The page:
Managing Streamlined Integration of Advanced Force Capability

Mr. Michael Sprang
Project Manager
Joint Program Office
Joint Light Tactical Vehicles

From Armor & Mobility, Fall 2021

Michael D. Sprang leads the Joint Program Office, Joint Light Tactical Vehicles. Joint Light Tactical Vehicle (JLTV) is an Army-led Joint Family of Vehicles program designed to restore payload and performance that were traded from light tactical vehicles to add protection in recent conflict — giving commanders an improved protected mobility solution and the first vehicle purpose-built for modern battlefield networks. Previously, he assumed the role of Acting Deputy Program Executive Officer in January 2018. In this capacity, he supported the Program Executive Officer in leading the development, integration, testing, acquisition, fielding, sustainment, and modernization of more than 250 diverse programs of record. This portfolio spans the Army’s Transportation, Quartermaster, Ordnance, and Engineer portfolios, and includes the Joint Light Tactical Vehicle, Mine Resistant Ambush Protected vehicles, Army watercraft, contingency basing, robotic & autonomous systems, and numerous other key force enablers.

He served as the Deputy Project Manager for Joint Program Office – Joint Light Tactical Vehicles (JPO-JLTV) since November 2014. Before becoming the deputy PM, he led Engineering Manufacturing & Development-Team Alpha (PD EMD-A) within the JPO-JLTV. As the Product Director EMD-A, he had overall program management responsibility for one of the three EMD JLTV contractors.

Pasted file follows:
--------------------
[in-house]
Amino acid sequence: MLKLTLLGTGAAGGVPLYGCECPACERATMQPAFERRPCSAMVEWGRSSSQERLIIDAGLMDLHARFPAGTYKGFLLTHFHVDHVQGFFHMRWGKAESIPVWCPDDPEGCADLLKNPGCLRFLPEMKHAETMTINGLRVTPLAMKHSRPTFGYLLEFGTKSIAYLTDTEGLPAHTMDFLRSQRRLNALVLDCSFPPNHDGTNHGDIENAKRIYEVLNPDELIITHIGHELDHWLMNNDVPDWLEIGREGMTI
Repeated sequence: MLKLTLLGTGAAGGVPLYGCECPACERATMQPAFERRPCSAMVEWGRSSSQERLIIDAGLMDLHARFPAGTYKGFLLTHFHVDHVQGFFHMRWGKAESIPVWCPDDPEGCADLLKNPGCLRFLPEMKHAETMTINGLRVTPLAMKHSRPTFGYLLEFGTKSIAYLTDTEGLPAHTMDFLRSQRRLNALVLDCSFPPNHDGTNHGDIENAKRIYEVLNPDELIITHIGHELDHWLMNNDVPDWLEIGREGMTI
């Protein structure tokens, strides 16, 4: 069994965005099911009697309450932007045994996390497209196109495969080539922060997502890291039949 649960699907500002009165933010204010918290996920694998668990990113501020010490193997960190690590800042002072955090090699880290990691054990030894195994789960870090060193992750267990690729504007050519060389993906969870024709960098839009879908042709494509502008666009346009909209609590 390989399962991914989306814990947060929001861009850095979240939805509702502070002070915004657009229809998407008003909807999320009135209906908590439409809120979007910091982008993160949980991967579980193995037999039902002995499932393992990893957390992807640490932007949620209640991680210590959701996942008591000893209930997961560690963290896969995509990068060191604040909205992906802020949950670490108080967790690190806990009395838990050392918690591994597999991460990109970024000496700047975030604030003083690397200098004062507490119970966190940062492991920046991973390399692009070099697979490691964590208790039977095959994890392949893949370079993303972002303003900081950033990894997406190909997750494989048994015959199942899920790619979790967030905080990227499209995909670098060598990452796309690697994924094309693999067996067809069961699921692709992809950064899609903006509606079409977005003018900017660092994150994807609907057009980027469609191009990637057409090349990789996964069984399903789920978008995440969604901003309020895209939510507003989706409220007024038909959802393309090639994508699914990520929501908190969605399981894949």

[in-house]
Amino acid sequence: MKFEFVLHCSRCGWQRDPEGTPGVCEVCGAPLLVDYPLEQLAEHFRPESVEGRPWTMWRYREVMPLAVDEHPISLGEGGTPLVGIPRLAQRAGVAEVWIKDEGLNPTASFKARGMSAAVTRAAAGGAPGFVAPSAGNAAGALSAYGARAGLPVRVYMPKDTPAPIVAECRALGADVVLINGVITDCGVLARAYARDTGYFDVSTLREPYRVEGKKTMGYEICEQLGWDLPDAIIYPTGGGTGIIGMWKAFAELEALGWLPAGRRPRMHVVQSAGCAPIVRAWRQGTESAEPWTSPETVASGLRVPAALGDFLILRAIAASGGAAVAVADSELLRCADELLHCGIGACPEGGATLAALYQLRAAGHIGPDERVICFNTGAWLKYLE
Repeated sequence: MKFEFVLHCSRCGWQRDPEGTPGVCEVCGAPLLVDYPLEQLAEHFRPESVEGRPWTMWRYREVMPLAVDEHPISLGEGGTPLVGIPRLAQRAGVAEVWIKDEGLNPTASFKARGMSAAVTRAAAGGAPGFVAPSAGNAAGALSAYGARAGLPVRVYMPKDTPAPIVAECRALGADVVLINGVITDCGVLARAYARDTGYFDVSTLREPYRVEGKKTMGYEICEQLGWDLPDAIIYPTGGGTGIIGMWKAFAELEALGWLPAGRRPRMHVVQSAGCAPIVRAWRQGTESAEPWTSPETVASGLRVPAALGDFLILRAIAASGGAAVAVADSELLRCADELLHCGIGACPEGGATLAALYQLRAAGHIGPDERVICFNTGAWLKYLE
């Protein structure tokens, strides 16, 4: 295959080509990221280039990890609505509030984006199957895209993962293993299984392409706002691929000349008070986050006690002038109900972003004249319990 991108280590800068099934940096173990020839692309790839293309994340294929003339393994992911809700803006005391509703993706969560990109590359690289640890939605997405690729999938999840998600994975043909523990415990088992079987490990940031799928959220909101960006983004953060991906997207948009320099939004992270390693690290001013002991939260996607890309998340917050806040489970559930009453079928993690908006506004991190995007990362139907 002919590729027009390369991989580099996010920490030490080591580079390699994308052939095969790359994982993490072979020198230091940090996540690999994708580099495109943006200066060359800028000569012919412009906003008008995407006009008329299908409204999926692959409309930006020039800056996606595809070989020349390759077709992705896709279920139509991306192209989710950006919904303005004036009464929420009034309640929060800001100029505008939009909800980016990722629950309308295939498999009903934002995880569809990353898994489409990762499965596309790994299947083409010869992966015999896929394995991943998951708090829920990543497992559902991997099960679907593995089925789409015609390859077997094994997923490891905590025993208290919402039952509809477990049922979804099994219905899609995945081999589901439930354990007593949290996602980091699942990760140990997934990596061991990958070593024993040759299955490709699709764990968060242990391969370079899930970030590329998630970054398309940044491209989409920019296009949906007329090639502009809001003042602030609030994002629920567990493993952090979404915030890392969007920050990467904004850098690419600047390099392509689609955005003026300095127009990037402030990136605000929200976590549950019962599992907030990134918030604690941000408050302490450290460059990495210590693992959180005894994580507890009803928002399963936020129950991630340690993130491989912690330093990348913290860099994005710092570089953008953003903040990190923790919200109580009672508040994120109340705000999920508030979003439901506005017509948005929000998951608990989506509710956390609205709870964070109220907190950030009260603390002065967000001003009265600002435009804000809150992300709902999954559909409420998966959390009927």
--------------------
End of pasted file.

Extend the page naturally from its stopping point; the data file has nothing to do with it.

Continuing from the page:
From 2009 to 2012, Mr. Sprang served in Product Manager – Light Tactical Vehicles as the Assistant Product Manager (APM) for HMMWV Production & Sustainment and APM for HMMWV Modernization, where he oversaw the continued production and sustainment of the High Mobility Multi-wheeled Vehicle and its modernization program.

From 2004 to 2009, he was assigned as APM for Crew Protection with Project Manager – Tactical Vehicles. In this role, he had technical and managerial purview over all aspects of the Add-on Armor program for the U.S. Army with an operating budget of approximately $1.2B. The Add-on Armor program provided significant and rapid solutions on all tactical vehicles operating in Operation Iraqi Freedom and Operation Enduring Freedom.

Armor & Mobility spoke recently with Mr. Michael Sprang, Project Manager, Joint Program Office, Joint Light Tactical Vehicles, regarding the state of fielding of DoD’s Joint Light Tactical Vehicle (JLTV) and lessons learned since the Army and Marine Corps took their first deliveries in 2020.

A&M: Please provide some background on the Army’s need for the Joint Light Tactical Vehicle (JLTV) capability, initial order delivery numbers, and date of first JLTVs to service.